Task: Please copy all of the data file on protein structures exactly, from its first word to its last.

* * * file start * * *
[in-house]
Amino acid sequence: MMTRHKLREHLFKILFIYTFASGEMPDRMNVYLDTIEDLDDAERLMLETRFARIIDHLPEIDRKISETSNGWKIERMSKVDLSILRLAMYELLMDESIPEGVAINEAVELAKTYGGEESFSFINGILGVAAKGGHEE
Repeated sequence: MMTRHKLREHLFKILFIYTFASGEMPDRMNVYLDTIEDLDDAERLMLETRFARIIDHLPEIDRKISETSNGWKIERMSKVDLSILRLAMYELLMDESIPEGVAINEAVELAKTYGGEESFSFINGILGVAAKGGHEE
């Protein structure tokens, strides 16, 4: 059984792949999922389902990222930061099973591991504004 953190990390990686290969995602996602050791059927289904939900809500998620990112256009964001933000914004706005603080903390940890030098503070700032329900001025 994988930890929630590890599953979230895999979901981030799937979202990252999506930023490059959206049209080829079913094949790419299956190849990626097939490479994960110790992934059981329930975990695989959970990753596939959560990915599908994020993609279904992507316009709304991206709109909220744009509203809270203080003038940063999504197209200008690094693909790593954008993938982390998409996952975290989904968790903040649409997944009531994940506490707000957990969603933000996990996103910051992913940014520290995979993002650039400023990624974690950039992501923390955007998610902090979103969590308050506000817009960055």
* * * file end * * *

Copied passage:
[in-house]
Amino acid sequence: MMTRHKLREHLFKILFIYTFASGEMPDRMNVYLDTIEDLDDAERLMLETRFARIIDHLPEIDRKISETSNGWKIERMSKVDLSILRLAMYELLMDESIPEGVAINEAVELAKTYGGEESFSFINGILGVAAKGGHEE
Repeated sequence: MMTRHKLREHLFKILFIYTFASGEMPDRMNVYLDTIEDLDDAERLMLETRFARIIDHLPEIDRKISETSNGWKIERMSKVDLSILRLAMYELLMDESIPEGVAINEAVELAKTYGGEESFSFINGILGVAAKGGHEE
């Protein structure tokens, strides 16, 4: 059984792949999922389902990222930061099973591991504004 953190990390990686290969995602996602050791059927289904939900809500998620990112256009964001933000914004706005603080903390940890030098503070700032329900001025 994988930890929630590890599953979230895999979901981030799937979202990252999506930023490059959206049209080829079913094949790419299956190849990626097939490479994960110790992934059981329930975990695989959970990753596939959560990915599908994020993609279904992507316009709304991206709109909220744009509203809270203080003038940063999504197209200008690094693909790593954008993938982390998409996952975290989904968790903040649409997944009531994940506490707000957990969603933000996990996103910051992913940014520290995979993002650039400023990624974690950039992501923390955007998610902090979103969590308050506000817009960055």